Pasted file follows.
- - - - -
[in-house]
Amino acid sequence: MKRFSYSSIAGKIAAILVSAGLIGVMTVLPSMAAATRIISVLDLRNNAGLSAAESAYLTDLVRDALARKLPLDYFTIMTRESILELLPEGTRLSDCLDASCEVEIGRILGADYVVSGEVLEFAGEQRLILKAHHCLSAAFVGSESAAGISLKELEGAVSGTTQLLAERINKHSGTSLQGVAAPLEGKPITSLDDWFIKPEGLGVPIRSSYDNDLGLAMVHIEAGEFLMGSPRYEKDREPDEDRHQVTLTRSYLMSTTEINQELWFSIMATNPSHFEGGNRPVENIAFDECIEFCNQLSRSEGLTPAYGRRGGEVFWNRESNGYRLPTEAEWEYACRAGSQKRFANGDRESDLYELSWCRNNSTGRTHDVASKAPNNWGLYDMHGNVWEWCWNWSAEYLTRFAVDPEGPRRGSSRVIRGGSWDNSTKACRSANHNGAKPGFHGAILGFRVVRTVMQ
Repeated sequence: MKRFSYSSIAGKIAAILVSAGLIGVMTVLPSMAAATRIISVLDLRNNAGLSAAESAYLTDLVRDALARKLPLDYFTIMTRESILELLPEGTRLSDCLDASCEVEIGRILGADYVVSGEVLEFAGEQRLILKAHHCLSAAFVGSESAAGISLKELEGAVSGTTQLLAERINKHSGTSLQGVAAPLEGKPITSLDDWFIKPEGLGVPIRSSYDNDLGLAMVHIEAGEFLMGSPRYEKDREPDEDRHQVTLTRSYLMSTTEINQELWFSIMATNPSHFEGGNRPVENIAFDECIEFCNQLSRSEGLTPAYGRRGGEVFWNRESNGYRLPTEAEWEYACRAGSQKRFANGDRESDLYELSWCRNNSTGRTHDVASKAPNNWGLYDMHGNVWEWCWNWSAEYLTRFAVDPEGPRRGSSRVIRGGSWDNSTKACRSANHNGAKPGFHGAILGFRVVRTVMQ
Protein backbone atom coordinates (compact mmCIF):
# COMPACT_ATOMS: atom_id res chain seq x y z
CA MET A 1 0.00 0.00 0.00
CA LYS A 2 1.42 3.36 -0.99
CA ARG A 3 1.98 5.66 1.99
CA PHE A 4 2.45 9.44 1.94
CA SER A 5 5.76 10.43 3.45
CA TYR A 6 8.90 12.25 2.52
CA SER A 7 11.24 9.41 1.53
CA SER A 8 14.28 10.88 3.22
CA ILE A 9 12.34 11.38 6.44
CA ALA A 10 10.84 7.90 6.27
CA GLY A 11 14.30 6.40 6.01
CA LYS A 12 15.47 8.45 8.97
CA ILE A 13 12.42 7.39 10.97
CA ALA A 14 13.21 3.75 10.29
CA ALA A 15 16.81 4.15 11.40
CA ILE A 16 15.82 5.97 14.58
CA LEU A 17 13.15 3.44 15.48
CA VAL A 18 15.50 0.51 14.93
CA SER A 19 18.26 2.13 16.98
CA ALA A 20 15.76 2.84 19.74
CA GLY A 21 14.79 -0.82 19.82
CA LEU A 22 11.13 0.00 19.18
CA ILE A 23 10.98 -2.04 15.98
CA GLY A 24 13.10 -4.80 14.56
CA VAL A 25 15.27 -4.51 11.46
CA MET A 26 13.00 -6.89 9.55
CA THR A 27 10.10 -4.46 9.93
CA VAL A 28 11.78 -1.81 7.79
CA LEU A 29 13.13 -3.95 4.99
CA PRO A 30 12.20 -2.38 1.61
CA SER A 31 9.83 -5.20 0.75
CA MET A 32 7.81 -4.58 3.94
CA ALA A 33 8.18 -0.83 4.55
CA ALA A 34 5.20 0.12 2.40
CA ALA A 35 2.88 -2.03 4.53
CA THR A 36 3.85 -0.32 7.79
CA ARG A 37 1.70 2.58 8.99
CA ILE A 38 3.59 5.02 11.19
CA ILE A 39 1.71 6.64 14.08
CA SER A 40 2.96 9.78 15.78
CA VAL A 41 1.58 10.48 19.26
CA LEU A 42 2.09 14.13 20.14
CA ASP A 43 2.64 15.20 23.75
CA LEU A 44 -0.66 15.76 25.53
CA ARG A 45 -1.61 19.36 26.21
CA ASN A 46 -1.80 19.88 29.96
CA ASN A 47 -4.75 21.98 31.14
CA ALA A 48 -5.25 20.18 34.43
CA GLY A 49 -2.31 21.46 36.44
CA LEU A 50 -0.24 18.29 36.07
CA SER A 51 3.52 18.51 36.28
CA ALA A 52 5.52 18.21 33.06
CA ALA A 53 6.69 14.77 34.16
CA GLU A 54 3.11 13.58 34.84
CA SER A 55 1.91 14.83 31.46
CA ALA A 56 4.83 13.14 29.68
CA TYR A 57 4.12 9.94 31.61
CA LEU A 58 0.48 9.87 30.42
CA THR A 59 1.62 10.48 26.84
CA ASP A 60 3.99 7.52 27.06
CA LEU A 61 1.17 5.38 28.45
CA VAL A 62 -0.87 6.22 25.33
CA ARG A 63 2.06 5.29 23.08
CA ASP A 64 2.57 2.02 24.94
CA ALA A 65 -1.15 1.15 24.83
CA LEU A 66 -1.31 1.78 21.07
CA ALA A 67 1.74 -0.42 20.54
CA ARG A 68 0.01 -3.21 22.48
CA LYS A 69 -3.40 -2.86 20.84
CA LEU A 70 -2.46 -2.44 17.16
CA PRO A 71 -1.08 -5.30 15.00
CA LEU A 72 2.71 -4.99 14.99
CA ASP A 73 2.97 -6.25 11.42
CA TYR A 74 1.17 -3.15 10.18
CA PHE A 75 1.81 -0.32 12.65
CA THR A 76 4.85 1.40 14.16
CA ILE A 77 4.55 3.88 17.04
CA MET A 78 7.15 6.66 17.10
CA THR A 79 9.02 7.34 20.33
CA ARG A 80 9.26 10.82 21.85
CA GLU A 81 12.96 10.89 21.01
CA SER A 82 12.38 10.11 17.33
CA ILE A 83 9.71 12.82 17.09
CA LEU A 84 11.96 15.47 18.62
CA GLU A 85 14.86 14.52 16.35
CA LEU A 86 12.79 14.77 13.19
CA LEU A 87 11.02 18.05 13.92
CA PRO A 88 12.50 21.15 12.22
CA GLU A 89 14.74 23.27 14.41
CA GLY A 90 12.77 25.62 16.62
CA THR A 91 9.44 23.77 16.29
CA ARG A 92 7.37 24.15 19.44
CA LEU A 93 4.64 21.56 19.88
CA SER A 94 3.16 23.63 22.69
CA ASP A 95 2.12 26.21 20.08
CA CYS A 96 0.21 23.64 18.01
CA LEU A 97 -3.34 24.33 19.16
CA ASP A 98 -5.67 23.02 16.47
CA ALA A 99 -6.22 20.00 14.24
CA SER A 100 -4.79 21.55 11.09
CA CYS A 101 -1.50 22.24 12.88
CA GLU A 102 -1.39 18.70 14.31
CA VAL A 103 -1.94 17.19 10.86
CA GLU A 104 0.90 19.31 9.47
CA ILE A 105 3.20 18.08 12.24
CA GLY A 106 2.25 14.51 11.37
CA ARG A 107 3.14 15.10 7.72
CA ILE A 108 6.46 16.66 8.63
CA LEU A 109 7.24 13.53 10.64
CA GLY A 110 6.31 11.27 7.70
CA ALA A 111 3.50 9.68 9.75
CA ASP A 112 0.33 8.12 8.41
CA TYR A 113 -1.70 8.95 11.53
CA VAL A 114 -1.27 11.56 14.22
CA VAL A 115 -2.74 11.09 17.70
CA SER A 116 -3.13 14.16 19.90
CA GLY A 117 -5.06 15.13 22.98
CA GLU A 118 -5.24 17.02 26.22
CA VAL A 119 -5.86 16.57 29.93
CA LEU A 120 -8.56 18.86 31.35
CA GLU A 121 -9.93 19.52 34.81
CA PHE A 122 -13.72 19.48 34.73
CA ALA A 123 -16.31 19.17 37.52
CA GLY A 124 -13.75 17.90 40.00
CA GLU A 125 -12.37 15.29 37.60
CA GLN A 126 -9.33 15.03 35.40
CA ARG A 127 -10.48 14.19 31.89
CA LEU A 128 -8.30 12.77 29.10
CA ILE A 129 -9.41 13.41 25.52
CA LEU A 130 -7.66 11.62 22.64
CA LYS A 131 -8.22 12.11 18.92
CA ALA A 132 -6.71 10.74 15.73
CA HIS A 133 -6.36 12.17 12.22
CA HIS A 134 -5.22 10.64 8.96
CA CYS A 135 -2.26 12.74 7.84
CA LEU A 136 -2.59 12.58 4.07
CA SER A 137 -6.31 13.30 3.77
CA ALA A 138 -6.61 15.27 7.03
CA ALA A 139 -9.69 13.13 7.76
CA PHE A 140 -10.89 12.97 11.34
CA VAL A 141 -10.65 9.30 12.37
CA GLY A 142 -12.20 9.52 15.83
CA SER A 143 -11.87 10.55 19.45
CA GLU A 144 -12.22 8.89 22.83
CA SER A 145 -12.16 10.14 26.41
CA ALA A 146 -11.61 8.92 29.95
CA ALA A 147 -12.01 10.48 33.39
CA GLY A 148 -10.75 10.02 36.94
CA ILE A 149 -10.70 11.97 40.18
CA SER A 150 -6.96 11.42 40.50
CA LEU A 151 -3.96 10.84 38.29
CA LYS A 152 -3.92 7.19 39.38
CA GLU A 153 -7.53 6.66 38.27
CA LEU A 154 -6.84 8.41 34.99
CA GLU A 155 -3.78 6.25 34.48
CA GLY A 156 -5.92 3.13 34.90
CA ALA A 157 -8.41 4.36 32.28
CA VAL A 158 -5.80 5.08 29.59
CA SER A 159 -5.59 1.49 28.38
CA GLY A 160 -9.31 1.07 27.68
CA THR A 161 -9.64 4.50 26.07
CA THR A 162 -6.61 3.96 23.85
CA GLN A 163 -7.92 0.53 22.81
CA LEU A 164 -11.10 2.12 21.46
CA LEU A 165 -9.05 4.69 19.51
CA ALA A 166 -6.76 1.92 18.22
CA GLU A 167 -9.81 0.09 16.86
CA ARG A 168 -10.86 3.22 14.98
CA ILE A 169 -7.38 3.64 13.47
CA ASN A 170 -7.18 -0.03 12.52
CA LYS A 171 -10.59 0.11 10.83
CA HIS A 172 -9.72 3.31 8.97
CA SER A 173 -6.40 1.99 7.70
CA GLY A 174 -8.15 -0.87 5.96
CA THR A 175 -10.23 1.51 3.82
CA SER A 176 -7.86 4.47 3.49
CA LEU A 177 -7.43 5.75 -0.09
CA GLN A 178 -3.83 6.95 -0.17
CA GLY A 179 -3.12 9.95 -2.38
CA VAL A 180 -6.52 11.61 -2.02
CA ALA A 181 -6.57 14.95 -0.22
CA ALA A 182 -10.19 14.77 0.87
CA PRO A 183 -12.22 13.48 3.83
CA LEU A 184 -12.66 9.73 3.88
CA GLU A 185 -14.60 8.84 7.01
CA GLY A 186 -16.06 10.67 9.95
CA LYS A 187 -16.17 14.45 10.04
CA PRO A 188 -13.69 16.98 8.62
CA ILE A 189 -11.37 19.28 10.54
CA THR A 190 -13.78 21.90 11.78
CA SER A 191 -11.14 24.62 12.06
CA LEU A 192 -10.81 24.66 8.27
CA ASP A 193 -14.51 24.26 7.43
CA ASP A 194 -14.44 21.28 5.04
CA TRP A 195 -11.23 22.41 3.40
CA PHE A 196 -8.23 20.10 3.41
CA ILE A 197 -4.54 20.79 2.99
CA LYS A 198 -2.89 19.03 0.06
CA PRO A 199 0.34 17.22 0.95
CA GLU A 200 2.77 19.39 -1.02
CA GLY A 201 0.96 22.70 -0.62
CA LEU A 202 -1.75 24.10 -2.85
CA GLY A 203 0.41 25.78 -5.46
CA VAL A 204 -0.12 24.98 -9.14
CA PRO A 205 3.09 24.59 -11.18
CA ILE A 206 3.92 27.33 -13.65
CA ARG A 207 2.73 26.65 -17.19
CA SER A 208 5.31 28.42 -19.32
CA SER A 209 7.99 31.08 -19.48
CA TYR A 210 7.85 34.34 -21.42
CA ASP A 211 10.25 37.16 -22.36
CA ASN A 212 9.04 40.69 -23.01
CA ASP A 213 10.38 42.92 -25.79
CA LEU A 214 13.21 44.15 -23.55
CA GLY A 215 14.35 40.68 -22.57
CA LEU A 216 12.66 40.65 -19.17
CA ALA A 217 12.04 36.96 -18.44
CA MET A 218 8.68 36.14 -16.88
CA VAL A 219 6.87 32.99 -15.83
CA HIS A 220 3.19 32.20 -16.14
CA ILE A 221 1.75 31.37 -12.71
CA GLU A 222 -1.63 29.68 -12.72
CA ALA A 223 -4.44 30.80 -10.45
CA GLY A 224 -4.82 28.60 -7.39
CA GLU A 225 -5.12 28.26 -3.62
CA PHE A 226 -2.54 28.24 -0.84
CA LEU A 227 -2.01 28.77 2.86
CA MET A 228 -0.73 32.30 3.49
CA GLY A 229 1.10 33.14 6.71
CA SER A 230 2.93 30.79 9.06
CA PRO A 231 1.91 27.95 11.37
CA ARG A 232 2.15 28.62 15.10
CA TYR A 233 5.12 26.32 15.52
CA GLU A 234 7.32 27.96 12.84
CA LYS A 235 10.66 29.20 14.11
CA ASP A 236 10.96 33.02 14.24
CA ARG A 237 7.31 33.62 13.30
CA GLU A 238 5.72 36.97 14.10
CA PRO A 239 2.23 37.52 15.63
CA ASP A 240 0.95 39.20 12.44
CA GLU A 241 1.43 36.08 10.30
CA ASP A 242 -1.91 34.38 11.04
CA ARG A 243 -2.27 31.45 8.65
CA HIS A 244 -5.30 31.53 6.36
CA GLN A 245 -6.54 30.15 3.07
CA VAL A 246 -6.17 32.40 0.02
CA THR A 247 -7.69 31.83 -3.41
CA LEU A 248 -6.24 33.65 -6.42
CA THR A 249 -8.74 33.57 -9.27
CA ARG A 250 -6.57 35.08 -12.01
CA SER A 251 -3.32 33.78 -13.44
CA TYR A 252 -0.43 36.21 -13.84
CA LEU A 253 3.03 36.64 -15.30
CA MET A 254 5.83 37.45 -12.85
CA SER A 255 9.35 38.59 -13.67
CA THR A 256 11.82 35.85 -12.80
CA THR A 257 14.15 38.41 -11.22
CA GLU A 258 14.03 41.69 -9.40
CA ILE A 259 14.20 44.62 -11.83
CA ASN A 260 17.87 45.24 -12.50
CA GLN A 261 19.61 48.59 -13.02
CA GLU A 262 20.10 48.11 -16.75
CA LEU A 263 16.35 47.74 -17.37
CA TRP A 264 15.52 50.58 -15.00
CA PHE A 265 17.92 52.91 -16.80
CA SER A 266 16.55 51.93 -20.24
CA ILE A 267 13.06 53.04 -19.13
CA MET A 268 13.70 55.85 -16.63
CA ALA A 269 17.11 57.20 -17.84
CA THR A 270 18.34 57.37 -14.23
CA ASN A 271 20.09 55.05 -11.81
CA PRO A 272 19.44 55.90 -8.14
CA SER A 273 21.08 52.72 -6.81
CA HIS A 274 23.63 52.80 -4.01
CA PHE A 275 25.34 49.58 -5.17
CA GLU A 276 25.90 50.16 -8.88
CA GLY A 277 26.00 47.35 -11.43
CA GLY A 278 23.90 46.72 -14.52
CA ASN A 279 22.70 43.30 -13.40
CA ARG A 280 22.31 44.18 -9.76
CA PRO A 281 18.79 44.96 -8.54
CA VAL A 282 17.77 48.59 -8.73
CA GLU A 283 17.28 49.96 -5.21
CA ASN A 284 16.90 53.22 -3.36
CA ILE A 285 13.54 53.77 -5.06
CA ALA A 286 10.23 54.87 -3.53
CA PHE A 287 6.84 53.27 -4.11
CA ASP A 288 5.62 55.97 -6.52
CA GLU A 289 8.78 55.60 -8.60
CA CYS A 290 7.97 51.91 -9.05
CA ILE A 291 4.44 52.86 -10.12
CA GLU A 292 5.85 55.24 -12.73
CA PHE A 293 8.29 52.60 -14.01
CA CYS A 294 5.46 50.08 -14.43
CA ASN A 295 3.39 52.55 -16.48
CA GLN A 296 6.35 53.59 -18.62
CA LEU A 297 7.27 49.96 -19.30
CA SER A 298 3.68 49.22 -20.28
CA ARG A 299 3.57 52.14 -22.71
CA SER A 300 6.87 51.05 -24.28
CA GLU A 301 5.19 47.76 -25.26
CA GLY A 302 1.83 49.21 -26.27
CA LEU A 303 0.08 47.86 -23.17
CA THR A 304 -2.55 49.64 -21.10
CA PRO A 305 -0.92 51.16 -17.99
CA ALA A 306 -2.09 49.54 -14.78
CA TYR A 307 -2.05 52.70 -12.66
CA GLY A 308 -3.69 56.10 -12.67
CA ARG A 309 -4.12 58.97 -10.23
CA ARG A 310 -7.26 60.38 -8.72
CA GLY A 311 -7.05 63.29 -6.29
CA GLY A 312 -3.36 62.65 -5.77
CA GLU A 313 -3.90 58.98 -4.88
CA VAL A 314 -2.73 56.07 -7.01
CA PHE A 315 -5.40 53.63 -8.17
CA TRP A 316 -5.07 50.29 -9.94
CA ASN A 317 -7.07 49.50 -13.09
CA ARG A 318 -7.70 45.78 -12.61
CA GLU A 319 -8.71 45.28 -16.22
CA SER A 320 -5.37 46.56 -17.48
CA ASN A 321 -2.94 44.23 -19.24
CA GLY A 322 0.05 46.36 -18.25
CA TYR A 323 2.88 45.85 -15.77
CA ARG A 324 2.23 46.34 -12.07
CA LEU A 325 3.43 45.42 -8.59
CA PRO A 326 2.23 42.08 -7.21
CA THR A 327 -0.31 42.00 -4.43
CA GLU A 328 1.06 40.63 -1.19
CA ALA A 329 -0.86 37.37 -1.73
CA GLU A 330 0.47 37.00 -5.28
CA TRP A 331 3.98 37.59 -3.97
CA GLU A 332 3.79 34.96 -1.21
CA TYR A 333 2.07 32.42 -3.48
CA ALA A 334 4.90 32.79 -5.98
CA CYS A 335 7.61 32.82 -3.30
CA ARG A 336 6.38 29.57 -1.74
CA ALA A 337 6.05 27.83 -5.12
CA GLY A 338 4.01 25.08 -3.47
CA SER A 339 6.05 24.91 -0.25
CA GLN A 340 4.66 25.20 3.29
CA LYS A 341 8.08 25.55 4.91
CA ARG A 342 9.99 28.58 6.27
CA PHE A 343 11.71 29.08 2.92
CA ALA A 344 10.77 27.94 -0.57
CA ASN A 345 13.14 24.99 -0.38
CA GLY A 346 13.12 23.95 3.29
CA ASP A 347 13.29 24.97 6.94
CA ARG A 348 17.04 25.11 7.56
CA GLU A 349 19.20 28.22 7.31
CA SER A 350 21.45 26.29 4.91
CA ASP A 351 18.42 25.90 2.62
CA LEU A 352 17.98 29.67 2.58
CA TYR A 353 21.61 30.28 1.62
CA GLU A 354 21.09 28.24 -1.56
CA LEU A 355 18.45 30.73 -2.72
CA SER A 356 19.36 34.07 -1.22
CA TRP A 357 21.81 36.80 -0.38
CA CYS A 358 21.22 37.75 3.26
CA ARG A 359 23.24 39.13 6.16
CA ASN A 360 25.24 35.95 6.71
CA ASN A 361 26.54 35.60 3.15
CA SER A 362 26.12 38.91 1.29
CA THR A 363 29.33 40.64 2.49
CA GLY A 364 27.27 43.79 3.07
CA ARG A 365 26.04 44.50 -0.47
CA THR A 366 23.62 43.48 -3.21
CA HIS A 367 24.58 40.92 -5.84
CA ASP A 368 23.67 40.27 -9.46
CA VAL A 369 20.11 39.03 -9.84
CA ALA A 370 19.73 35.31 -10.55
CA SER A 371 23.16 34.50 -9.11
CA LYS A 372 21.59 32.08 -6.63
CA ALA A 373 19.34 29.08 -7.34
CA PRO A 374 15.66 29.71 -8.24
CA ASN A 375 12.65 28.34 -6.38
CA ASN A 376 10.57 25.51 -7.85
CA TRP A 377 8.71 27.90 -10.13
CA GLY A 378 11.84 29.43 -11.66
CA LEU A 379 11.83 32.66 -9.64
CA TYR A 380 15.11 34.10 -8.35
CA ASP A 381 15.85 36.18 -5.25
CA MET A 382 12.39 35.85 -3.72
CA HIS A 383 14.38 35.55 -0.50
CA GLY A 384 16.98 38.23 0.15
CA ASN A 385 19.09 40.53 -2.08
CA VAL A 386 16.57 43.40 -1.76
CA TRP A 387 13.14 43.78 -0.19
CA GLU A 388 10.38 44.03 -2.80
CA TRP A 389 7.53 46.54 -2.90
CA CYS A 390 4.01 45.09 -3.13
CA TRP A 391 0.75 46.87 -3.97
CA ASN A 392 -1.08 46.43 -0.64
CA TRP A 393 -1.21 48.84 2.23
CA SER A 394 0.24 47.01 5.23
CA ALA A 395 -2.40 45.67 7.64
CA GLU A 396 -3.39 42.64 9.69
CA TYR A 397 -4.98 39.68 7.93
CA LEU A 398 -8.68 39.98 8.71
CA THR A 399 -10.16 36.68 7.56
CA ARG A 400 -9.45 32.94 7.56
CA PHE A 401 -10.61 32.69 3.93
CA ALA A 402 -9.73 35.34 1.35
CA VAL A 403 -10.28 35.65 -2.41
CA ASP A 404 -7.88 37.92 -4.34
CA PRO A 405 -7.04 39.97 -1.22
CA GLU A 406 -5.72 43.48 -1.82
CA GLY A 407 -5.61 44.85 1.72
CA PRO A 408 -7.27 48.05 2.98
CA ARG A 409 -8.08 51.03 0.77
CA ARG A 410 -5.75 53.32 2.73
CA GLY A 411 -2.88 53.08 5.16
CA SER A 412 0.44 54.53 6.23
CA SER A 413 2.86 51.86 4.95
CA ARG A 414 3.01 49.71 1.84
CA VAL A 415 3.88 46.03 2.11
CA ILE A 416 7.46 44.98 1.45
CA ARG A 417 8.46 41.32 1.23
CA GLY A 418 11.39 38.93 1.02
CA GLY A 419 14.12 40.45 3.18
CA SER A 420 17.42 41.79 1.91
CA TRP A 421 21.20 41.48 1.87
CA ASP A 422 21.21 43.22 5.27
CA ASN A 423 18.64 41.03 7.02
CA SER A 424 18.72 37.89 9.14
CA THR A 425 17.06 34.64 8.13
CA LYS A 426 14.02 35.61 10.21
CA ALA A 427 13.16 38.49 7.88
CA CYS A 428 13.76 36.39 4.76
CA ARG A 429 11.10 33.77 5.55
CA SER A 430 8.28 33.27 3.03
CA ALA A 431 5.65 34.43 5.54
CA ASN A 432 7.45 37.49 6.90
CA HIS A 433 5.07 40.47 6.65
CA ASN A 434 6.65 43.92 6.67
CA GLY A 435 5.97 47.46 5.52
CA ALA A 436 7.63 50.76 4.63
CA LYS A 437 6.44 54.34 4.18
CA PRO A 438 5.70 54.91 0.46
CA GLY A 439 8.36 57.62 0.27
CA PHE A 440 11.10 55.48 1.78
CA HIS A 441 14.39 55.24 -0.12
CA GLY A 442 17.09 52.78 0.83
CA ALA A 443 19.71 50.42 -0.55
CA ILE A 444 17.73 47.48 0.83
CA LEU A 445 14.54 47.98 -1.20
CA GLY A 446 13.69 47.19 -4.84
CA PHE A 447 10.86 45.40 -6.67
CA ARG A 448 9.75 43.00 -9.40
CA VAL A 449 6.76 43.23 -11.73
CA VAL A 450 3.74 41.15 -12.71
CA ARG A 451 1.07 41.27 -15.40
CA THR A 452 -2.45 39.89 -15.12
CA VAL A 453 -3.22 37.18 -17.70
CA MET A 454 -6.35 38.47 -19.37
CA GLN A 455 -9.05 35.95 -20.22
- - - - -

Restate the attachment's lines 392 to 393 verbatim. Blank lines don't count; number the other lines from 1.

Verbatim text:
CA TRP A 387 13.14 43.78 -0.19
CA GLU A 388 10.38 44.03 -2.80